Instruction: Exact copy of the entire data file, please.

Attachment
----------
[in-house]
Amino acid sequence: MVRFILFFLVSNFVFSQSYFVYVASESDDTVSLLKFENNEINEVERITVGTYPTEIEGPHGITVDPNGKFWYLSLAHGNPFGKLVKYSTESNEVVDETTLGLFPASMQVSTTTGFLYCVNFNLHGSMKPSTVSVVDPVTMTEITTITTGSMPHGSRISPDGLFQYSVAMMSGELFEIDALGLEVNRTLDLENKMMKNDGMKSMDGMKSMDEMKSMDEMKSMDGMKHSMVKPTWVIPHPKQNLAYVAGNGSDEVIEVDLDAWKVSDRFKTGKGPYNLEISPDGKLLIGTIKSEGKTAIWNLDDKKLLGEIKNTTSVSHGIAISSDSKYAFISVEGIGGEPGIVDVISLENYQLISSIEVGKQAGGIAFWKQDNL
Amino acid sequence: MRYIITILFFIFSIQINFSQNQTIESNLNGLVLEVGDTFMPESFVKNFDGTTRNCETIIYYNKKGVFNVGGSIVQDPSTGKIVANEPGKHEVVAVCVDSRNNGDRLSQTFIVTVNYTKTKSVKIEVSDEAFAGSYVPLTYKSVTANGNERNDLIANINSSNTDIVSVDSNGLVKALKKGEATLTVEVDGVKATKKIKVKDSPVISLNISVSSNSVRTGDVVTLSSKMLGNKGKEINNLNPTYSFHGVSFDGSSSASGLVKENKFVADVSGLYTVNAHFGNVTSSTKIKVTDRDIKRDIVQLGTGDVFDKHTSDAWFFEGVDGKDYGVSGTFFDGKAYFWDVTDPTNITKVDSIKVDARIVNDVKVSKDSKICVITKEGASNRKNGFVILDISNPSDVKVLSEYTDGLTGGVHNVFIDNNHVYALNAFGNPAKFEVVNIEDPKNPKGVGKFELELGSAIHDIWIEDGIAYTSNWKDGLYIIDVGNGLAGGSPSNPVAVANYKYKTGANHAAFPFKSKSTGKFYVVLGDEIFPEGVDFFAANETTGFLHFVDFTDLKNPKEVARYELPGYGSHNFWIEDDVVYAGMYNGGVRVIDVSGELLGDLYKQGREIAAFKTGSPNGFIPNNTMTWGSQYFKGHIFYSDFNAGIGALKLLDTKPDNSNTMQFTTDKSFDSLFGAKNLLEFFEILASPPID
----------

[in-house]
Amino acid sequence: MVRFILFFLVSNFVFSQSYFVYVASESDDTVSLLKFENNEINEVERITVGTYPTEIEGPHGITVDPNGKFWYLSLAHGNPFGKLVKYSTESNEVVDETTLGLFPASMQVSTTTGFLYCVNFNLHGSMKPSTVSVVDPVTMTEITTITTGSMPHGSRISPDGLFQYSVAMMSGELFEIDALGLEVNRTLDLENKMMKNDGMKSMDGMKSMDEMKSMDEMKSMDGMKHSMVKPTWVIPHPKQNLAYVAGNGSDEVIEVDLDAWKVSDRFKTGKGPYNLEISPDGKLLIGTIKSEGKTAIWNLDDKKLLGEIKNTTSVSHGIAISSDSKYAFISVEGIGGEPGIVDVISLENYQLISSIEVGKQAGGIAFWKQDNL
Amino acid sequence: MRYIITILFFIFSIQINFSQNQTIESNLNGLVLEVGDTFMPESFVKNFDGTTRNCETIIYYNKKGVFNVGGSIVQDPSTGKIVANEPGKHEVVAVCVDSRNNGDRLSQTFIVTVNYTKTKSVKIEVSDEAFAGSYVPLTYKSVTANGNERNDLIANINSSNTDIVSVDSNGLVKALKKGEATLTVEVDGVKATKKIKVKDSPVISLNISVSSNSVRTGDVVTLSSKMLGNKGKEINNLNPTYSFHGVSFDGSSSASGLVKENKFVADVSGLYTVNAHFGNVTSSTKIKVTDRDIKRDIVQLGTGDVFDKHTSDAWFFEGVDGKDYGVSGTFFDGKAYFWDVTDPTNITKVDSIKVDARIVNDVKVSKDSKICVITKEGASNRKNGFVILDISNPSDVKVLSEYTDGLTGGVHNVFIDNNHVYALNAFGNPAKFEVVNIEDPKNPKGVGKFELELGSAIHDIWIEDGIAYTSNWKDGLYIIDVGNGLAGGSPSNPVAVANYKYKTGANHAAFPFKSKSTGKFYVVLGDEIFPEGVDFFAANETTGFLHFVDFTDLKNPKEVARYELPGYGSHNFWIEDDVVYAGMYNGGVRVIDVSGELLGDLYKQGREIAAFKTGSPNGFIPNNTMTWGSQYFKGHIFYSDFNAGIGALKLLDTKPDNSNTMQFTTDKSFDSLFGAKNLLEFFEILASPPID